In Kilkenny, Ireland, a monument depicting sportsmen scrimmaging for a fist-sized ball while wielding hockey-stick-cricket-paddle hybrids has sat in Canal Square since 2016. It captures a scene familiar to Irish onlookers, honoring the ancient Gaelic sport that’s evolved into Ireland’s national pastime: hurling.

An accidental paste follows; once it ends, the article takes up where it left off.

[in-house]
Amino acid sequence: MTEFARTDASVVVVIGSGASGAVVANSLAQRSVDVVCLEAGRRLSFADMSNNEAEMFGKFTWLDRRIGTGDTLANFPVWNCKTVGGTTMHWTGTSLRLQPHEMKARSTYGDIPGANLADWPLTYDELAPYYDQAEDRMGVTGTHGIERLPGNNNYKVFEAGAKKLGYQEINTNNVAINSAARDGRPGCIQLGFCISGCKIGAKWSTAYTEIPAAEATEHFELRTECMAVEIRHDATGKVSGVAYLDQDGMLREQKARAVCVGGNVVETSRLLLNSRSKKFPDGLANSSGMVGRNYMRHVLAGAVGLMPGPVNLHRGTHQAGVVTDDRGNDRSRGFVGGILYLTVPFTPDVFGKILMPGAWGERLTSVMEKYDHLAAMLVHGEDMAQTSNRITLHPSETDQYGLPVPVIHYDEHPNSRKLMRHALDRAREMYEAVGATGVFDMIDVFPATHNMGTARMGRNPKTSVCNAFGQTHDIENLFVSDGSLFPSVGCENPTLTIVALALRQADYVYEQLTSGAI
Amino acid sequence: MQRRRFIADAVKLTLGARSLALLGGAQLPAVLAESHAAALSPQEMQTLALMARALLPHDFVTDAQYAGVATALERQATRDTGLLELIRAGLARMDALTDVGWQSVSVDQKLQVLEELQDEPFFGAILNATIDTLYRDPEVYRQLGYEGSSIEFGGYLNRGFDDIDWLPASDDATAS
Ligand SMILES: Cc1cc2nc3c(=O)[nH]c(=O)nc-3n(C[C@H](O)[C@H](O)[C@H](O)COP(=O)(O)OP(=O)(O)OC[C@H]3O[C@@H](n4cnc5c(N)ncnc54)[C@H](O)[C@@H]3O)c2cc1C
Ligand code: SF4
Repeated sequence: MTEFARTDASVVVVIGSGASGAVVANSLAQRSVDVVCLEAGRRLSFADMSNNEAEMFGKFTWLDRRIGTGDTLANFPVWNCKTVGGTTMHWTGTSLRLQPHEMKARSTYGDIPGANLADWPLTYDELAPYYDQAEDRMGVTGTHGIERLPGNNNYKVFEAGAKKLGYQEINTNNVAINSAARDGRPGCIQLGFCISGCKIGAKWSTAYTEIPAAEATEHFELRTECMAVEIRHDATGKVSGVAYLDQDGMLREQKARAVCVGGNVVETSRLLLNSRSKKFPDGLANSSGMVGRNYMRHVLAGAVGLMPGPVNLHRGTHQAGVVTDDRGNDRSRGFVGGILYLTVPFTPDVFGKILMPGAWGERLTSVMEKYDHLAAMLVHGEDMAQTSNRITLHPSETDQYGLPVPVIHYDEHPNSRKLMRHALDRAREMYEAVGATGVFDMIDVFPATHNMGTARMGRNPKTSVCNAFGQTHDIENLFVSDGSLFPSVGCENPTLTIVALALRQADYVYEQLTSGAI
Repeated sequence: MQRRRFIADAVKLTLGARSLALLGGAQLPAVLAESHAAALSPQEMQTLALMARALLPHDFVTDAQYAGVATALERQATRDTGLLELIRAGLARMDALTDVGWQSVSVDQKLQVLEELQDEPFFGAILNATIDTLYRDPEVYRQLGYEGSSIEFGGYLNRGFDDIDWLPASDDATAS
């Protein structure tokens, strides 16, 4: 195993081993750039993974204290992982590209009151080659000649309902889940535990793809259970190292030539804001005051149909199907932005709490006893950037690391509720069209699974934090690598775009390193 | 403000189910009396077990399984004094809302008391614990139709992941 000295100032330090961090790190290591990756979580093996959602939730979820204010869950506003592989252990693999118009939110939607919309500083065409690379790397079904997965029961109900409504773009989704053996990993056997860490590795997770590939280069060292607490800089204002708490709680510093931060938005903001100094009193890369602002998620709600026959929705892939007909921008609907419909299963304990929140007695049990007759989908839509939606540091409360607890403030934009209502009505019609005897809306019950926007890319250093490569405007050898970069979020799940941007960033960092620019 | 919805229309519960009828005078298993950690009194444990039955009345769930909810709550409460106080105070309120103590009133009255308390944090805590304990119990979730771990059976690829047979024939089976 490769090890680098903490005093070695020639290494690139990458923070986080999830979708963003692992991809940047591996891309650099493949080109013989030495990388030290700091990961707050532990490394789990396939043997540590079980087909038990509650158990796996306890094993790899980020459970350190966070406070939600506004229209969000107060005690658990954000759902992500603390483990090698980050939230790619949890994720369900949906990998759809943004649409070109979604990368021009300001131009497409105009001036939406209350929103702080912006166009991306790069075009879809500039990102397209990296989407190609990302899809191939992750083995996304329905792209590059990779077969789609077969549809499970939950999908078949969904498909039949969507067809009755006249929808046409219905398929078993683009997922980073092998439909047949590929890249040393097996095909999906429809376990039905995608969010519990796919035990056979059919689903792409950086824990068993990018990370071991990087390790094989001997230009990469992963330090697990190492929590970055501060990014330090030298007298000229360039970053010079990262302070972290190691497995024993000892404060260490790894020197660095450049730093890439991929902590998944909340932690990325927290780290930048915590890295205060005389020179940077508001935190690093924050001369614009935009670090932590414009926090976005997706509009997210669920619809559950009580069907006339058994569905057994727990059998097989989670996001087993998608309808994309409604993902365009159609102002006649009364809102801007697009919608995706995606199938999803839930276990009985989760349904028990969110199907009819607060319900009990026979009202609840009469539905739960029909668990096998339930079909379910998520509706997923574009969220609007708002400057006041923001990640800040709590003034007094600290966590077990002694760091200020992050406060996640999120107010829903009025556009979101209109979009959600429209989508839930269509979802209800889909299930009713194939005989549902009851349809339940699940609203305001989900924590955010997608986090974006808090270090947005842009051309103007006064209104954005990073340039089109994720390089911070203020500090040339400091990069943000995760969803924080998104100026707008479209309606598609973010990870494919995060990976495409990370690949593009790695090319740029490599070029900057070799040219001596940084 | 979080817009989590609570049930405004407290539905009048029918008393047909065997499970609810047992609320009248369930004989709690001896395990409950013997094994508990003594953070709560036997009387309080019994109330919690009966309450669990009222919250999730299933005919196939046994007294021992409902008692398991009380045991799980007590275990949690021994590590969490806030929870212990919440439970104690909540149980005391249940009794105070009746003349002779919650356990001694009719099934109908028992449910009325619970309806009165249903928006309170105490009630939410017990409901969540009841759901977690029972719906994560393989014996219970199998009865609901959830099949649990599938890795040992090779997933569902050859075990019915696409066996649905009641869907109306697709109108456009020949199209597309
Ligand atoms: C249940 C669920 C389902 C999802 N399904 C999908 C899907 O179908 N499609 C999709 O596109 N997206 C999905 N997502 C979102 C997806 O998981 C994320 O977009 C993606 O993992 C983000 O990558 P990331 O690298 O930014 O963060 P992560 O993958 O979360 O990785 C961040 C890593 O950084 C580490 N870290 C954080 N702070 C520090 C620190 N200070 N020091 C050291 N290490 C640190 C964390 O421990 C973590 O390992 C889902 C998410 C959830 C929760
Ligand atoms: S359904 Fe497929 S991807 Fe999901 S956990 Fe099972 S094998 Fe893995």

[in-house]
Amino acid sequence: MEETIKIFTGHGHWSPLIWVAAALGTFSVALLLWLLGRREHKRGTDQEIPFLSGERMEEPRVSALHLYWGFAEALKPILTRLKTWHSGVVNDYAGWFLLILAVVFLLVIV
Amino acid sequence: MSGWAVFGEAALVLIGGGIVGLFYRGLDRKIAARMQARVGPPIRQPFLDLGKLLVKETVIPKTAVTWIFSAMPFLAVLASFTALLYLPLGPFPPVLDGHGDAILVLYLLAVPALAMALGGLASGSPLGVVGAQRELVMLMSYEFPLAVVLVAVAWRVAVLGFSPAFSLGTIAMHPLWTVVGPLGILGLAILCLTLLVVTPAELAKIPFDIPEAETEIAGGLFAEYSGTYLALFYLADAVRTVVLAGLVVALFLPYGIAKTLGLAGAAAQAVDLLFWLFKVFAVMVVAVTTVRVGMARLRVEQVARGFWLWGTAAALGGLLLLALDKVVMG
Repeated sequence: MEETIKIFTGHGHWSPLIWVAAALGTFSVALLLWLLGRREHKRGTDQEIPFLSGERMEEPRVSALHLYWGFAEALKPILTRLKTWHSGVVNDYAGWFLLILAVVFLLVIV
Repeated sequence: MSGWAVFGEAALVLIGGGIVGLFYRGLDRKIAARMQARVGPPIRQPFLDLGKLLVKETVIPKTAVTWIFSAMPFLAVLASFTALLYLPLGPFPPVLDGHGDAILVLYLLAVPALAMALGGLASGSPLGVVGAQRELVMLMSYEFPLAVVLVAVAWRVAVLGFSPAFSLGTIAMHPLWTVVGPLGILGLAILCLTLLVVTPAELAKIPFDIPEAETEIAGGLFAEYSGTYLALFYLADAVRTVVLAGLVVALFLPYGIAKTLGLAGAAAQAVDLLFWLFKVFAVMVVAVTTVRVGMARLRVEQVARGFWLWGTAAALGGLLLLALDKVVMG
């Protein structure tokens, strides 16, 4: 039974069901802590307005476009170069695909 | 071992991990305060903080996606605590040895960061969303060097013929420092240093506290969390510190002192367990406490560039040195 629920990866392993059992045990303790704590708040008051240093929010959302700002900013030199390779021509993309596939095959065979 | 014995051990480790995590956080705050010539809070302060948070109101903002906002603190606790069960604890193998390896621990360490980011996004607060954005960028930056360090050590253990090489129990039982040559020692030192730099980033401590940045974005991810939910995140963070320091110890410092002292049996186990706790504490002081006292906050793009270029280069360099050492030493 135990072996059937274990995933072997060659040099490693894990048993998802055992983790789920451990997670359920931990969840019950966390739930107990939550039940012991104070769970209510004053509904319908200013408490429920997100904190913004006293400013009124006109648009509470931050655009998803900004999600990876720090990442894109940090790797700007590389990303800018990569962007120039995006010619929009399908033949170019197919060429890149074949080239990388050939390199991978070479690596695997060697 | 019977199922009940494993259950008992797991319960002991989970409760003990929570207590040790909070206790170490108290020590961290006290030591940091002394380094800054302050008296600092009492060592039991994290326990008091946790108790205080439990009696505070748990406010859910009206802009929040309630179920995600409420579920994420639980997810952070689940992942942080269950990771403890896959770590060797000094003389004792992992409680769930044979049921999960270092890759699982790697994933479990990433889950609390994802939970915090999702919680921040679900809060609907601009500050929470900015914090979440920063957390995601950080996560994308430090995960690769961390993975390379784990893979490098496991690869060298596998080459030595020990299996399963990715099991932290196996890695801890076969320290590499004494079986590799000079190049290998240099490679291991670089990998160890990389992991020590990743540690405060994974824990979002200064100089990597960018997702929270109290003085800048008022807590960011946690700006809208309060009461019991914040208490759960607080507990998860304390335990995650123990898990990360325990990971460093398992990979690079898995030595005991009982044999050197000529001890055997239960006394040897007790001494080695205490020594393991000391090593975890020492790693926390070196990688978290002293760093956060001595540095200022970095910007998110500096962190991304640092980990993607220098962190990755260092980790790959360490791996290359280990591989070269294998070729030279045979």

References to early iterations of the sport appear as far back as the 13th century, with heroes like the demigod Cúchulainn often being represented as expert hurlers. The statue in Kilkenny is a fitting testament to the sport’s role in Irish history: In 1367, one of 35 laws known as the Statutes of Kilkenny banned hurling for promoting violence, yet the sport persisted and spread. Now, between January and March each year, countless fans head to their local stadiums or glue themselves to the TV on Saturdays to watch the wildly popular National Hurling League in action.